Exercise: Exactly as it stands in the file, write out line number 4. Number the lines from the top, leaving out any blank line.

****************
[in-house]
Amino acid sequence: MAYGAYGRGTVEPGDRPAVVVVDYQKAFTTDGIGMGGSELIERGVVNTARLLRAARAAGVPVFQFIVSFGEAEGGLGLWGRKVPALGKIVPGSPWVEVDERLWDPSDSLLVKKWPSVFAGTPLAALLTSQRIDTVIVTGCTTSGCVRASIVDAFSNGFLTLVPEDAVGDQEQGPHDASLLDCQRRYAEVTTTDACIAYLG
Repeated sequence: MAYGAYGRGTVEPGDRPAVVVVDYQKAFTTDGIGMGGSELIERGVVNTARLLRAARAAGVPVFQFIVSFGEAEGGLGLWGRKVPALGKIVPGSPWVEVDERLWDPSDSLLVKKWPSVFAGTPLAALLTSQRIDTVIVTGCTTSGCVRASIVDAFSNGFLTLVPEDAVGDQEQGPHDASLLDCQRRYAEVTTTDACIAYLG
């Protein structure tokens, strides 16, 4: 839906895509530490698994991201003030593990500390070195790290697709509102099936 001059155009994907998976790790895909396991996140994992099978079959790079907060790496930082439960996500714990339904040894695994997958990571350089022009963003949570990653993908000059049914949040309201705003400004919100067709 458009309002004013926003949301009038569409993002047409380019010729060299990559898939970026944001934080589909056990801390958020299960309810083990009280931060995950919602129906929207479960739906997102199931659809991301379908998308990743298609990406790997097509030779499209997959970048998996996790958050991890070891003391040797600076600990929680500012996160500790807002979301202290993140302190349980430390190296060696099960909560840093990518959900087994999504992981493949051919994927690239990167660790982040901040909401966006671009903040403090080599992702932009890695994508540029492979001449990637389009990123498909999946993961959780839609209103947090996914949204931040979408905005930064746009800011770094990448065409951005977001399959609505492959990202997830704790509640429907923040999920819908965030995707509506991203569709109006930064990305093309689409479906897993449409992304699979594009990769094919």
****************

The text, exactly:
């Protein structure tokens, strides 16, 4: 839906895509530490698994991201003030593990500390070195790290697709509102099936 001059155009994907998976790790895909396991996140994992099978079959790079907060790496930082439960996500714990339904040894695994997958990571350089022009963003949570990653993908000059049914949040309201705003400004919100067709 458009309002004013926003949301009038569409993002047409380019010729060299990559898939970026944001934080589909056990801390958020299960309810083990009280931060995950919602129906929207479960739906997102199931659809991301379908998308990743298609990406790997097509030779499209997959970048998996996790958050991890070891003391040797600076600990929680500012996160500790807002979301202290993140302190349980430390190296060696099960909560840093990518959900087994999504992981493949051919994927690239990167660790982040901040909401966006671009903040403090080599992702932009890695994508540029492979001449990637389009990123498909999946993961959780839609209103947090996914949204931040979408905005930064746009800011770094990448065409951005977001399959609505492959990202997830704790509640429907923040999920819908965030995707509506991203569709109006930064990305093309689409479906897993449409992304699979594009990769094919």